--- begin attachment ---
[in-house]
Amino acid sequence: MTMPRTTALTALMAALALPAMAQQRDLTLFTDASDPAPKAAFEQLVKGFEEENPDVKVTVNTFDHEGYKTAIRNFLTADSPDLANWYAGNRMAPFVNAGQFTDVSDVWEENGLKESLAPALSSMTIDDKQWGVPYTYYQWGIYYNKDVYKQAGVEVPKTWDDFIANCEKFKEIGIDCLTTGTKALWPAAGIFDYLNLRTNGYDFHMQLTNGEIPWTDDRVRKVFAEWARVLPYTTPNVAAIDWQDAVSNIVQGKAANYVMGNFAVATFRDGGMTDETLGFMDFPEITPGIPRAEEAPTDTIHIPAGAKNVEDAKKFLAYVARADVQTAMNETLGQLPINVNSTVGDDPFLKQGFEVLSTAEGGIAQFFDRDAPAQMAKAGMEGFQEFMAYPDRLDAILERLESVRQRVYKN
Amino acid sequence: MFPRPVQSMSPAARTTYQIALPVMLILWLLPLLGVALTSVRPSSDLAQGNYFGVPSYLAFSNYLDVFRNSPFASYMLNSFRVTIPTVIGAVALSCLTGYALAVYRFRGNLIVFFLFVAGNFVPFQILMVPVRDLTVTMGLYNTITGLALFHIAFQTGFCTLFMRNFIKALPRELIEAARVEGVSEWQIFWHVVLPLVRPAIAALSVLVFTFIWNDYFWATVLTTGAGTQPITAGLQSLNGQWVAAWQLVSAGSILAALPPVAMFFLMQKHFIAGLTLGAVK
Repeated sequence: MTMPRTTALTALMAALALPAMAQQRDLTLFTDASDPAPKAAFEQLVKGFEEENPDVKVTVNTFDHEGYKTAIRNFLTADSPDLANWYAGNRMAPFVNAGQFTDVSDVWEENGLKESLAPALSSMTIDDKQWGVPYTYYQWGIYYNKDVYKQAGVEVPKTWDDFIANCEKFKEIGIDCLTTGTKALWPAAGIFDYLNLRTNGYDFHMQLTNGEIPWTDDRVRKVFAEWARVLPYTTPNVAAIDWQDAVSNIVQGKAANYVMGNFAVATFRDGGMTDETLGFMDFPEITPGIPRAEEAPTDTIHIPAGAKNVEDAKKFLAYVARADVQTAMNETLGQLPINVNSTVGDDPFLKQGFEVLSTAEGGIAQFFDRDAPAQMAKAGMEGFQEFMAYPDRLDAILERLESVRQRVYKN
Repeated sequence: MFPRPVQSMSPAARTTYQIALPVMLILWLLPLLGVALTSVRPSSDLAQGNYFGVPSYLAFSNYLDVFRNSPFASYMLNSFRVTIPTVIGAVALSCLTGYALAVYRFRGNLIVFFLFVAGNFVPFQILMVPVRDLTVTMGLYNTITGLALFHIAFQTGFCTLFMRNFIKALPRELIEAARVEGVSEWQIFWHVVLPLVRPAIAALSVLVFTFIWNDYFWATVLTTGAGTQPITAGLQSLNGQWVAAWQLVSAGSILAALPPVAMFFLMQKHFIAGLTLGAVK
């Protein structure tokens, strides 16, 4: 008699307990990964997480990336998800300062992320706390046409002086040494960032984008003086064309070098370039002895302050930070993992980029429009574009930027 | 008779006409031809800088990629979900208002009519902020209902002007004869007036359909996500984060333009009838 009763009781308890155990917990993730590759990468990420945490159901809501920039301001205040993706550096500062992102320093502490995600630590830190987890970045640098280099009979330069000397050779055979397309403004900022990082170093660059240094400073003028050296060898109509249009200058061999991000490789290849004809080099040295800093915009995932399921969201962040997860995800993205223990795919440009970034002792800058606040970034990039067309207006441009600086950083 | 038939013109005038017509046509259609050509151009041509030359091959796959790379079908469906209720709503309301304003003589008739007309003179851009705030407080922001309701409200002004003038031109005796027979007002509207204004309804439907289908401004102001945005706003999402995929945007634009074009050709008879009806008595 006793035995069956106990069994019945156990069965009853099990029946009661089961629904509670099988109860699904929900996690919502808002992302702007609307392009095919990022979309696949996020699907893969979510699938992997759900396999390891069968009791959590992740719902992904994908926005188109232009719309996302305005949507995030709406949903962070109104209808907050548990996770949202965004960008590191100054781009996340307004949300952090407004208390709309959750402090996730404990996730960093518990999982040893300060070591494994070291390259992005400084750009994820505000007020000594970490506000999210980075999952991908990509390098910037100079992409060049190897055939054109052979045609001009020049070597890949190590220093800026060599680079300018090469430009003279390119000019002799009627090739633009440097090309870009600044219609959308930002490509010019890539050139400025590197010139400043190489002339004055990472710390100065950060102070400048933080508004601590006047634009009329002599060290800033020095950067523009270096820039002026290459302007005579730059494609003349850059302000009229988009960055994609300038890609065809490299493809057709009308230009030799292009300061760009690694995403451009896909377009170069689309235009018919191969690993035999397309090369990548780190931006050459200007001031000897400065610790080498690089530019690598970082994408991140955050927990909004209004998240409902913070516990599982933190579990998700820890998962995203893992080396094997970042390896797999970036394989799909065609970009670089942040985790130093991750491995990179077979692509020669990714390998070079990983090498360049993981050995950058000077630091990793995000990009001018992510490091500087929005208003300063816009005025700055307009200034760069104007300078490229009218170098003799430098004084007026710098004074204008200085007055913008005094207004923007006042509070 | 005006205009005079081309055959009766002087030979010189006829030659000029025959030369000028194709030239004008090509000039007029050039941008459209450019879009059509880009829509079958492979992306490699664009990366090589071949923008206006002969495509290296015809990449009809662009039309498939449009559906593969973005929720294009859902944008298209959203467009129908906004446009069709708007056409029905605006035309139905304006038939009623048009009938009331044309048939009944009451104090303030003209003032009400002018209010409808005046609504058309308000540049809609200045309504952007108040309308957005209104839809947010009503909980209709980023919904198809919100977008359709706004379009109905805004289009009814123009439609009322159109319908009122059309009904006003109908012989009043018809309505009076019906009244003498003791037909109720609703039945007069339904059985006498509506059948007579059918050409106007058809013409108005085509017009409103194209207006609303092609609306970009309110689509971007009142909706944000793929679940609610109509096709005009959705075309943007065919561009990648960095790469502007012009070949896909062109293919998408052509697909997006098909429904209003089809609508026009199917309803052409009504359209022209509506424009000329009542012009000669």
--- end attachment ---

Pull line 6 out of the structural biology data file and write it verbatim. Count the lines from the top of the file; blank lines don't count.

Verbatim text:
């Protein structure tokens, strides 16, 4: 008699307990990964997480990336998800300062992320706390046409002086040494960032984008003086064309070098370039002895302050930070993992980029429009574009930027 | 008779006409031809800088990629979900208002009519902020209902002007004869007036359909996500984060333009009838 009763009781308890155990917990993730590759990468990420945490159901809501920039301001205040993706550096500062992102320093502490995600630590830190987890970045640098280099009979330069000397050779055979397309403004900022990082170093660059240094400073003028050296060898109509249009200058061999991000490789290849004809080099040295800093915009995932399921969201962040997860995800993205223990795919440009970034002792800058606040970034990039067309207006441009600086950083 | 038939013109005038017509046509259609050509151009041509030359091959796959790379079908469906209720709503309301304003003589008739007309003179851009705030407080922001309701409200002004003038031109005796027979007002509207204004309804439907289908401004102001945005706003999402995929945007634009074009050709008879009806008595 006793035995069956106990069994019945156990069965009853099990029946009661089961629904509670099988109860699904929900996690919502808002992302702007609307392009095919990022979309696949996020699907893969979510699938992997759900396999390891069968009791959590992740719902992904994908926005188109232009719309996302305005949507995030709406949903962070109104209808907050548990996770949202965004960008590191100054781009996340307004949300952090407004208390709309959750402090996730404990996730960093518990999982040893300060070591494994070291390259992005400084750009994820505000007020000594970490506000999210980075999952991908990509390098910037100079992409060049190897055939054109052979045609001009020049070597890949190590220093800026060599680079300018090469430009003279390119000019002799009627090739633009440097090309870009600044219609959308930002490509010019890539050139400025590197010139400043190489002339004055990472710390100065950060102070400048933080508004601590006047634009009329002599060290800033020095950067523009270096820039002026290459302007005579730059494609003349850059302000009229988009960055994609300038890609065809490299493809057709009308230009030799292009300061760009690694995403451009896909377009170069689309235009018919191969690993035999397309090369990548780190931006050459200007001031000897400065610790080498690089530019690598970082994408991140955050927990909004209004998240409902913070516990599982933190579990998700820890998962995203893992080396094997970042390896797999970036394989799909065609970009670089942040985790130093991750491995990179077979692509020669990714390998070079990983090498360049993981050995950058000077630091990793995000990009001018992510490091500087929005208003300063816009005025700055307009200034760069104007300078490229009218170098003799430098004084007026710098004074204008200085007055913008005094207004923007006042509070 | 005006205009005079081309055959009766002087030979010189006829030659000029025959030369000028194709030239004008090509000039007029050039941008459209450019879009059509880009829509079958492979992306490699664009990366090589071949923008206006002969495509290296015809990449009809662009039309498939449009559906593969973005929720294009859902944008298209959203467009129908906004446009069709708007056409029905605006035309139905304006038939009623048009009938009331044309048939009944009451104090303030003209003032009400002018209010409808005046609504058309308000540049809609200045309504952007108040309308957005209104839809947010009503909980209709980023919904198809919100977008359709706004379009109905805004289009009814123009439609009322159109319908009122059309009904006003109908012989009043018809309505009076019906009244003498003791037909109720609703039945007069339904059985006498509506059948007579059918050409106007058809013409108005085509017009409103194209207006609303092609609306970009309110689509971007009142909706944000793929679940609610109509096709005009959705075309943007065919561009990648960095790469502007012009070949896909062109293919998408052509697909997006098909429904209003089809609508026009199917309803052409009504359209022209509506424009000329009542012009000669």